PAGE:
50% (+3%) On the Fence
10% (+3%) Negative
I receive the right amount of communication
19% (+4%) Positive
68% (-8%) On the Fence
13% (+4%) Negative
18% (-1%) Positive
73% (+1%) On the Fence
9% (0%) Negative
The company provides information in a way
that allows me to quickly find what I need
10% (-5%) Positive
49% (-2%) On the Fence
41% (+7%) Negative
14% (0%) Positive
52% (-6%) On the Fence
34% (+6%) Negative
Level of importance
Importance of communication to sales success 27% (-3%) Positive
48% (-2%) On the Fence
25% (+5%) Negative
33% (+2%) Positive
52% (0%) On the Fence
15% (-2%) Negative
Level of satisfaction
Satisfaction with communication received 19% (-5%) Positive
52% (-2%) On the Fence
29% (+7%) Negative
21% (-5%) Positive
49% (-5%) On the Fence
30% (+10%) Negative
I have a clear sense of company direction (NEW QUESTION FROM LAST YEAR – NO YoY %)
30% On the Fence
50% On the Fence
Feedback Sales Force Survey Assignment This show how this assignment will be reviewed
Section Comments Key Points of Reference Part 1 (33%) Critique the quality of the survey questions Quality of the survey: • This survey is a prime example of what happens when we don’t relate specific questions to KPIs – how do the questions relate to communication effectiveness? • Several questions include terms that are vague or can be interpreted in multiple ways (e.g., the meaning of the word ‘right,’ satisfaction with what ‘communication,’ etc.). • All of these questions use a seven point scale – could the survey have included other types of questions such as rank order? • The responses to most of these questions are not actionable – they are indications of vague attitudes • How would Hutton critique the survey? “Good questions reveal what’s going on. Bad questions obscure it. Good questions point to solutions, bad questions do not. Good questions resonate with staff. Bad questions bemuse them.” (p. 32)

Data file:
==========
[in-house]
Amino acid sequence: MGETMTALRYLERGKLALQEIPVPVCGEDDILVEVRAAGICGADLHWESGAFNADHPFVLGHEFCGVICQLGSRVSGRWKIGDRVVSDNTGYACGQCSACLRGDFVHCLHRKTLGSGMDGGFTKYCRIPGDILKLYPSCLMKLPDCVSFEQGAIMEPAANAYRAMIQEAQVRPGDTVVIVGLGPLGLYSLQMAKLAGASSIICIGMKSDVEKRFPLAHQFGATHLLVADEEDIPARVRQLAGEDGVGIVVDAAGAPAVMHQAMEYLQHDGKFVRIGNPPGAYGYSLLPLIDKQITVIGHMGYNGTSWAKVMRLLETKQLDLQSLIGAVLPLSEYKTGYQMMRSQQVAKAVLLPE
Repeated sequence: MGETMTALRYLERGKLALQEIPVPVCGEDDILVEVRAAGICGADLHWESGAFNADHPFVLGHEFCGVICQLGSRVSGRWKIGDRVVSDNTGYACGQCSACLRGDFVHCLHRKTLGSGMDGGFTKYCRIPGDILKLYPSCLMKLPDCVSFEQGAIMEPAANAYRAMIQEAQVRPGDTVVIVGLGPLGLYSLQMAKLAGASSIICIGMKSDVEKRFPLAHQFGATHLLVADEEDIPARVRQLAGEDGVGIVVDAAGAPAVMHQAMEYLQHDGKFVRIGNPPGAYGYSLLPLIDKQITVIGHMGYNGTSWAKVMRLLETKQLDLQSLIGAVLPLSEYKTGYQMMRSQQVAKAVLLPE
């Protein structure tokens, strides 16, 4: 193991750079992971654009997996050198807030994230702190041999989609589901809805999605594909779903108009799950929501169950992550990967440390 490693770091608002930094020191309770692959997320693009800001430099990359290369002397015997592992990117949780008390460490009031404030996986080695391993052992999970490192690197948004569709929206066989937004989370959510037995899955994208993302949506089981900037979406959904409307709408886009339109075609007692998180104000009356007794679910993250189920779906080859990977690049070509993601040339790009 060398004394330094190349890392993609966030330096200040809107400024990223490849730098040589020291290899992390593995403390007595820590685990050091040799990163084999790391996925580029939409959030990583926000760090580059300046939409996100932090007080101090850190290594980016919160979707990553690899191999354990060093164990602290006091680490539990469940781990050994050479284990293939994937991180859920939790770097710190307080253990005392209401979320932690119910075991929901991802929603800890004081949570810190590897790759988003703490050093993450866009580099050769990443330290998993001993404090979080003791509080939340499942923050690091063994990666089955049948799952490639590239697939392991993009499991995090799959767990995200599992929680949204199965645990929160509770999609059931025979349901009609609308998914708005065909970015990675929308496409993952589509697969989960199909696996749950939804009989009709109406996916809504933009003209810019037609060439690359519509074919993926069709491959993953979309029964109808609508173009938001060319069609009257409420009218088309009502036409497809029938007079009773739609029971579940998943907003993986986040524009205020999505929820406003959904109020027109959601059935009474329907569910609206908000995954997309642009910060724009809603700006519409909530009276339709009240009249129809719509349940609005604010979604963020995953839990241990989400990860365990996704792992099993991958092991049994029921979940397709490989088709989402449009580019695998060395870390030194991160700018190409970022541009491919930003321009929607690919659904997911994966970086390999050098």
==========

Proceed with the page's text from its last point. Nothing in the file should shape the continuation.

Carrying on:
Part 2 (33%) Analyze the results
Key findings: 1. In general, when reviewing results, focus attention on the largest positive and negative scores. 2. Overall, satisfaction with communication has slipped since last year. 3. Managers tend to be more satisfied, Sales Reps less satisfied – what are the implications of this? Role of sales managers as conduits of information between HQ and sales reps – we would therefore hope to see much more positive responses from sales managers. 4. A large proportion of respondents seems to be ‘on the fence’ 5. Among the communication vehicles, the intranet scores the best, but the large negative scores for allowing “me to quickly find what I need” – a critical finding since we know that sales people have little patience. 6. The new CEO is launching a new strategy – but the sales force seems clueless about company direction – a serious issue! 7. How does material in Chapter 12 of Paine help us understand some of these results?
Part 3 (33%) What issues would you like to explore in more depth
Potential approaches: • The challenge is to identify a few critical areas to assess – where can we “move the needle” in a positive direction with respect to communication effectiveness in two ways: reduce the big negatives, accentuate the big positives • Sending out another, re-worded survey at this stage might not be productive – but we should consider a redesign of the survey with questions tied to KPIs – even though we will lose some benchmarking
• Deploy focus groups especially with sales reps to probe about what’s working and what’s not – we need to dig deeper with this audience • Conduct usability analysis of the intranet to enable quicker and more intuitive navigation and organization of content – we can implement changes with immediate impact • Explore: how the sales force currently receives information and how they would prefer to receive it, where are the gaps? • Big red flag is the strategic understanding results – we have a new leader and a new strategy! This has to be a top priority for further investigation!